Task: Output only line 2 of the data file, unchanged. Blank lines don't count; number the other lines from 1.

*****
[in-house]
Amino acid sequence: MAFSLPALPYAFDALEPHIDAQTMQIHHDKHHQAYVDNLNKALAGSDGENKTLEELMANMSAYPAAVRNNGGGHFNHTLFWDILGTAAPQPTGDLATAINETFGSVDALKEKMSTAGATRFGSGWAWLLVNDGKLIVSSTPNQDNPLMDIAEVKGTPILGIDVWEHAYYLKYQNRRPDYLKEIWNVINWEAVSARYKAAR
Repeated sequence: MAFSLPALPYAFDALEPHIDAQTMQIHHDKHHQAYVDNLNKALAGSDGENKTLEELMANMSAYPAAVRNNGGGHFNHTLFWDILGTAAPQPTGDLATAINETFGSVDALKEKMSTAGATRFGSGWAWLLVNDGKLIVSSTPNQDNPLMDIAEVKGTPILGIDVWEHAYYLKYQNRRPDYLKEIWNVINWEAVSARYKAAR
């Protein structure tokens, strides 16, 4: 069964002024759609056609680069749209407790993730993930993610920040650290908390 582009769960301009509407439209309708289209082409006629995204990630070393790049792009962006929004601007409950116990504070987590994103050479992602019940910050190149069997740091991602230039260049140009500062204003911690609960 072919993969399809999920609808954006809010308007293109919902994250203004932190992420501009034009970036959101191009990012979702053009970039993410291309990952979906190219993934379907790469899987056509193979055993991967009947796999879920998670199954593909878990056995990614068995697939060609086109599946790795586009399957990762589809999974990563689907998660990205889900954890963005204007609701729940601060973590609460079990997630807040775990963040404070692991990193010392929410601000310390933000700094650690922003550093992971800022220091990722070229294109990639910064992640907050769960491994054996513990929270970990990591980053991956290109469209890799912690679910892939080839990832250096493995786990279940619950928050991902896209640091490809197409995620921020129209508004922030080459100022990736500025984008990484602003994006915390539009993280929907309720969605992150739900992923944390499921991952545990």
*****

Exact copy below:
Amino acid sequence: MAFSLPALPYAFDALEPHIDAQTMQIHHDKHHQAYVDNLNKALAGSDGENKTLEELMANMSAYPAAVRNNGGGHFNHTLFWDILGTAAPQPTGDLATAINETFGSVDALKEKMSTAGATRFGSGWAWLLVNDGKLIVSSTPNQDNPLMDIAEVKGTPILGIDVWEHAYYLKYQNRRPDYLKEIWNVINWEAVSARYKAAR